View Article and Find Full Text PDF

Download full-text PDF

Source
http://dx.doi.org/10.1080/2090598X.2020.1761675DOI Listing
http://www.ncbi.nlm.nih.gov/pmc/articles/PMC7717614PMC
May 2020

Machine Learning and Artificial Intelligence in Surgical Fields.

Indian J Surg Oncol 2020 Dec 15;11(4):573-577. Epub 2020 Jul 15.

Department of Urology, Indiana University School of Medicine, 535 N Barnhill Drive, Suite 150, Indianapolis, IN 46202 USA.

Artificial intelligence (AI) and machine learning (ML) have the potential to improve multiple facets of medical practice, including diagnosis of disease, surgical training, clinical outcomes, and access to healthcare. There have been various applications of this technology to surgical fields. AI and ML have been used to evaluate a surgeon's technical skill. These technologies can detect instrument motion, recognize patterns in video recordings, and track the physical motion, eye movements, and cognitive function of the surgeon. These modalities also aid in the advancement of robotic surgical training. The da Vinci Standard Surgical System developed a recording and playback system to help trainees receive tactical feedback to acquire more precision when operating. ML has shown promise in recognizing and classifying complex patterns on diagnostic images and within pathologic tissue analysis. This allows for more accurate and efficient diagnosis and treatment. Artificial neural networks are able to analyze sets of symptoms in conjunction with labs, imaging, and exam findings to determine the likelihood of a diagnosis or outcome. Telemedicine is another use of ML and AI that uses technology such as voice recognition to deliver health care remotely. Limitations include the need for large data sets to program computers to create the algorithms. There is also the potential for misclassification of data points that do not follow the typical patterns learned by the machine. As more applications of AI and ML are developed for the surgical field, further studies are needed to determine feasibility, efficacy, and cost.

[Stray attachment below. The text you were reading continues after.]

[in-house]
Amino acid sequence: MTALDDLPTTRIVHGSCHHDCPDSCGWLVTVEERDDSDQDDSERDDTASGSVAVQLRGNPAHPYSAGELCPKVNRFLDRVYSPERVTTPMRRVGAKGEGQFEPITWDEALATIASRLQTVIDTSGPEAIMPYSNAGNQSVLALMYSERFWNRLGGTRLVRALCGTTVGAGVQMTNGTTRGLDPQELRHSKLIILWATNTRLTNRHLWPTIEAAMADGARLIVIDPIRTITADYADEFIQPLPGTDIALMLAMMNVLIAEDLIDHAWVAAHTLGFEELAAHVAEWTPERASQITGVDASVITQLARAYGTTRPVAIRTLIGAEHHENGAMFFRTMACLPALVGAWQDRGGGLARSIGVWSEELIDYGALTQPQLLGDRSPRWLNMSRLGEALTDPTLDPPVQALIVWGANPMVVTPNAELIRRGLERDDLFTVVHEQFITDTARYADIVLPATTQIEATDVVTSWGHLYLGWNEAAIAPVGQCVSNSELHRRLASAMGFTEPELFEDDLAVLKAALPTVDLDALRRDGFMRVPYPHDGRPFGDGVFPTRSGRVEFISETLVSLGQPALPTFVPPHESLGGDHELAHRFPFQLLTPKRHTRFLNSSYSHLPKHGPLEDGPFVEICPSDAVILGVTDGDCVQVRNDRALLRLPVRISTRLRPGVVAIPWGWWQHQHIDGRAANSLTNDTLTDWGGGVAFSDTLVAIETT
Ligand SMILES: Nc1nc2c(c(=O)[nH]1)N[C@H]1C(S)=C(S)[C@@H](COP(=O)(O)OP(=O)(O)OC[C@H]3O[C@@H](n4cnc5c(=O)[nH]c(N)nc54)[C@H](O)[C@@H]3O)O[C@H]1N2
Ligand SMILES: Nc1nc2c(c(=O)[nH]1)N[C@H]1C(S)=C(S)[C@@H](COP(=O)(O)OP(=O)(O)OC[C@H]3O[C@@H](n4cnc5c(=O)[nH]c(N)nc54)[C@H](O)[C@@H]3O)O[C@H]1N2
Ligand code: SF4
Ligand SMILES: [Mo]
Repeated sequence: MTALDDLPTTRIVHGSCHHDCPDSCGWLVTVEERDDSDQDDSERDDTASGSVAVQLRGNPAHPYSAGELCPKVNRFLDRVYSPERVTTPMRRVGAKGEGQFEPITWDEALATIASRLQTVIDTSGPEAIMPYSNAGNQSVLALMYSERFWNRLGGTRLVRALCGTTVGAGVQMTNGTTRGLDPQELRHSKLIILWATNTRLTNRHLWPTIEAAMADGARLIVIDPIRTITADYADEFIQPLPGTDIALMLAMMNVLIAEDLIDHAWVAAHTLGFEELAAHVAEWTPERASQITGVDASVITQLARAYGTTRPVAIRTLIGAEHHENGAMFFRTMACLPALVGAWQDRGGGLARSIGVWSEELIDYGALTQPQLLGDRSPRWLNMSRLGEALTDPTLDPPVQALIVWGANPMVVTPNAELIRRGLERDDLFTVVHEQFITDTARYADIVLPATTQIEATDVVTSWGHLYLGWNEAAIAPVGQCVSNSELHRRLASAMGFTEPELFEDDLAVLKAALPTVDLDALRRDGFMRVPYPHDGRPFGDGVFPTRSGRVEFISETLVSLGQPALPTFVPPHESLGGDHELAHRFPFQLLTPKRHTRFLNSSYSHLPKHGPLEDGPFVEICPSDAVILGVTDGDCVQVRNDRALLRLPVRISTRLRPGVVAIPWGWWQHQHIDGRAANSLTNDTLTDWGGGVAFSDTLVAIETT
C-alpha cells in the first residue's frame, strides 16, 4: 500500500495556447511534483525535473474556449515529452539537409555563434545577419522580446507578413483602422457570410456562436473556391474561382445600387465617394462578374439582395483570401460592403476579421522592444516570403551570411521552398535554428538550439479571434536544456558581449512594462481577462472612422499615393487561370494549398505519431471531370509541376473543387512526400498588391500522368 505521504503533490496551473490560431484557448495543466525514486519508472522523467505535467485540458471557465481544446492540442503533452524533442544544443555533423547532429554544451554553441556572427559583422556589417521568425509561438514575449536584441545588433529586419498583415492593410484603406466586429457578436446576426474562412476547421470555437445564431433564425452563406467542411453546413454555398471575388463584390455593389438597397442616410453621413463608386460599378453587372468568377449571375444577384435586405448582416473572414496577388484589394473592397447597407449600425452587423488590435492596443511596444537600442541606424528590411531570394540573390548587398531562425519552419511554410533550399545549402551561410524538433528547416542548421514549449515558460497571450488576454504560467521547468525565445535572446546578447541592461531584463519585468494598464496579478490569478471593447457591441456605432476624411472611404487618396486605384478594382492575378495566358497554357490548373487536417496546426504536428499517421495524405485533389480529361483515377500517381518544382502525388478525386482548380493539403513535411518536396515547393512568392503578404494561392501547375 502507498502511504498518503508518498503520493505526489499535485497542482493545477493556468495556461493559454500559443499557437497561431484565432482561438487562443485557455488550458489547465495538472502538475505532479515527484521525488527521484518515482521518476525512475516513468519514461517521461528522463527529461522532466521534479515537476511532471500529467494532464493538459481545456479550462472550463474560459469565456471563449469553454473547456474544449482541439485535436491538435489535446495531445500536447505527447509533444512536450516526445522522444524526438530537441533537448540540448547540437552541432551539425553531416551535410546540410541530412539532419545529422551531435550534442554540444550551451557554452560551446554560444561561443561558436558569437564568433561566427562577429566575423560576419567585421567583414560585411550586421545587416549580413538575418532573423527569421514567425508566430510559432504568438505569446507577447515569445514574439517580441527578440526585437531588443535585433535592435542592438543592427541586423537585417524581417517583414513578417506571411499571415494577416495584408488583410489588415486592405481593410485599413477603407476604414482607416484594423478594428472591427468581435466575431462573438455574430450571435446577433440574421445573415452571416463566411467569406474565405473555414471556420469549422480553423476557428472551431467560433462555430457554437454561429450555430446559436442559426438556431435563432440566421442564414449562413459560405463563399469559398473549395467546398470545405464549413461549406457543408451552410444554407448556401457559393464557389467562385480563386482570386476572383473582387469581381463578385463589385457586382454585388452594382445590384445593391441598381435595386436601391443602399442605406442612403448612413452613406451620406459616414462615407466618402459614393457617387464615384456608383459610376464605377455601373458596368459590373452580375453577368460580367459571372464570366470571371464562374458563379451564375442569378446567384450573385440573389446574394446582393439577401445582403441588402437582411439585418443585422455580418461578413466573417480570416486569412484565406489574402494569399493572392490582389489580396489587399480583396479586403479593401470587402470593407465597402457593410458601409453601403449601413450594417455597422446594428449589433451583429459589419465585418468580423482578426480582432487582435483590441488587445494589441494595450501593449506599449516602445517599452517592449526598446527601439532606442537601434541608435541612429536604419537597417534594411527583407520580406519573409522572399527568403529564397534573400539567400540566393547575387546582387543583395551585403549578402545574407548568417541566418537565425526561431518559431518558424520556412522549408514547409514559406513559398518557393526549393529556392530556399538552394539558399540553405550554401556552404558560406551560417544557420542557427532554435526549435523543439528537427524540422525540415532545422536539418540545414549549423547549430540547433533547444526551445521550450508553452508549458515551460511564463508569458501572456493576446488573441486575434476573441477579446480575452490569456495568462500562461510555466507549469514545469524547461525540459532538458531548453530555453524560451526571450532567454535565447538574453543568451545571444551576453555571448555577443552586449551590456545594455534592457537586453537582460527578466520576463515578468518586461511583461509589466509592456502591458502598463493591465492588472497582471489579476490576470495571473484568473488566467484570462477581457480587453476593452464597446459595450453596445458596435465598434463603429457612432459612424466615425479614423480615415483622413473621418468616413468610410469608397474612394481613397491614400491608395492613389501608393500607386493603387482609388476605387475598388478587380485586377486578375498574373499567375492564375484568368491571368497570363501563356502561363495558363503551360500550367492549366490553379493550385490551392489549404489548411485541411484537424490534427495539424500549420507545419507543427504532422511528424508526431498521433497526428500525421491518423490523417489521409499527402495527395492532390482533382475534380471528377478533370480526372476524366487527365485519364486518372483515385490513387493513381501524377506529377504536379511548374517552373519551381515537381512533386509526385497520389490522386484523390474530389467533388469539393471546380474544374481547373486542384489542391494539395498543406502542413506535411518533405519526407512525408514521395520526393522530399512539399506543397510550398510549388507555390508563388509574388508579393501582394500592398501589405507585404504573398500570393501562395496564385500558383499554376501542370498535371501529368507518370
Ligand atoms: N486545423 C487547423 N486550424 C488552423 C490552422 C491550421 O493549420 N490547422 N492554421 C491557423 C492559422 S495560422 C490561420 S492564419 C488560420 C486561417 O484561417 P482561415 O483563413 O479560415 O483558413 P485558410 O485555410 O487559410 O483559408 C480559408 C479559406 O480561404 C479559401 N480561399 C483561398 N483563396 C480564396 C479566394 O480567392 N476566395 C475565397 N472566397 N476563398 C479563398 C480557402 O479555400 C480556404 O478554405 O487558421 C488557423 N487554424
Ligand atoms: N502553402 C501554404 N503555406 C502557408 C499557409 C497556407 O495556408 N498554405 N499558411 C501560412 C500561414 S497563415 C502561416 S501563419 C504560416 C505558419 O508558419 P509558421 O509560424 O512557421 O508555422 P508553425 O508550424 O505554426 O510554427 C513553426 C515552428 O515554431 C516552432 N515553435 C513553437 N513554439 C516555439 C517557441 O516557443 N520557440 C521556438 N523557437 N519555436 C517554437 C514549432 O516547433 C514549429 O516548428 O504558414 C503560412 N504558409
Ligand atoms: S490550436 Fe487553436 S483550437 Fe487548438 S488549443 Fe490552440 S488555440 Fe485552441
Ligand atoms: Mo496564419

View Article and Find Full Text PDF

Download full-text PDF

Source
http://dx.doi.org/10.1007/s13193-020-01166-8DOI Listing
http://www.ncbi.nlm.nih.gov/pmc/articles/PMC7714893PMC
December 2020

Clinical Considerations and Prognosis of Well-Differentiated Neuroendocrine Tumor Occurring Within a Renal Teratoma-A Case Series.

Clin Genitourin Cancer 2021 04 15;19(2):e72-e77. Epub 2020 Oct 15.

Department of Urology, Indiana University School of Medicine, Indianapolis, IN. Electronic address:

View Article and Find Full Text PDF

Download full-text PDF

Source
http://dx.doi.org/10.1016/j.clgc.2020.09.009DOI Listing
April 2021

Urologic Surgery and COVID-19: How the Pandemic Is Changing the Way We Operate.

J Endourol 2020 05;34(5):541-549